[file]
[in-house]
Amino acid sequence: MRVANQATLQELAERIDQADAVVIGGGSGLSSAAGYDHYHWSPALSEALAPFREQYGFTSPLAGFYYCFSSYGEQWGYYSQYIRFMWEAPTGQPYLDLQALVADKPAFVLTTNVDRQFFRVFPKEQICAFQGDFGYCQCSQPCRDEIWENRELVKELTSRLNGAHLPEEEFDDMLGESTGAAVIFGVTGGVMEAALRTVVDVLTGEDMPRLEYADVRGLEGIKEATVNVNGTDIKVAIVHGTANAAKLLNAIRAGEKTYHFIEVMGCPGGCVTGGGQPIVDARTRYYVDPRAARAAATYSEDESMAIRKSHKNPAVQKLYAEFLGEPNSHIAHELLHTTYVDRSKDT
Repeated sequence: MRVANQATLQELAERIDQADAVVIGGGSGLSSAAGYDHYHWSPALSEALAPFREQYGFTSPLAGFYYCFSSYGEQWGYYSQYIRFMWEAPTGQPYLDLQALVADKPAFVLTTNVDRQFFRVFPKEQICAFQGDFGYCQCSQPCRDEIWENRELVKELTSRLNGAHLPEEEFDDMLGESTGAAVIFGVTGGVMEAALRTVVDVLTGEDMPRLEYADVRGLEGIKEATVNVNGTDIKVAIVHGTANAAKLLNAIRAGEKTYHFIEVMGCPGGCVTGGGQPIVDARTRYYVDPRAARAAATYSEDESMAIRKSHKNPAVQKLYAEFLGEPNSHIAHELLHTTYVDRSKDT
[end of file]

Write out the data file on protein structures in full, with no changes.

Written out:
[in-house]
Amino acid sequence: MRVANQATLQELAERIDQADAVVIGGGSGLSSAAGYDHYHWSPALSEALAPFREQYGFTSPLAGFYYCFSSYGEQWGYYSQYIRFMWEAPTGQPYLDLQALVADKPAFVLTTNVDRQFFRVFPKEQICAFQGDFGYCQCSQPCRDEIWENRELVKELTSRLNGAHLPEEEFDDMLGESTGAAVIFGVTGGVMEAALRTVVDVLTGEDMPRLEYADVRGLEGIKEATVNVNGTDIKVAIVHGTANAAKLLNAIRAGEKTYHFIEVMGCPGGCVTGGGQPIVDARTRYYVDPRAARAAATYSEDESMAIRKSHKNPAVQKLYAEFLGEPNSHIAHELLHTTYVDRSKDT
Repeated sequence: MRVANQATLQELAERIDQADAVVIGGGSGLSSAAGYDHYHWSPALSEALAPFREQYGFTSPLAGFYYCFSSYGEQWGYYSQYIRFMWEAPTGQPYLDLQALVADKPAFVLTTNVDRQFFRVFPKEQICAFQGDFGYCQCSQPCRDEIWENRELVKELTSRLNGAHLPEEEFDDMLGESTGAAVIFGVTGGVMEAALRTVVDVLTGEDMPRLEYADVRGLEGIKEATVNVNGTDIKVAIVHGTANAAKLLNAIRAGEKTYHFIEVMGCPGGCVTGGGQPIVDARTRYYVDPRAARAAATYSEDESMAIRKSHKNPAVQKLYAEFLGEPNSHIAHELLHTTYVDRSKDT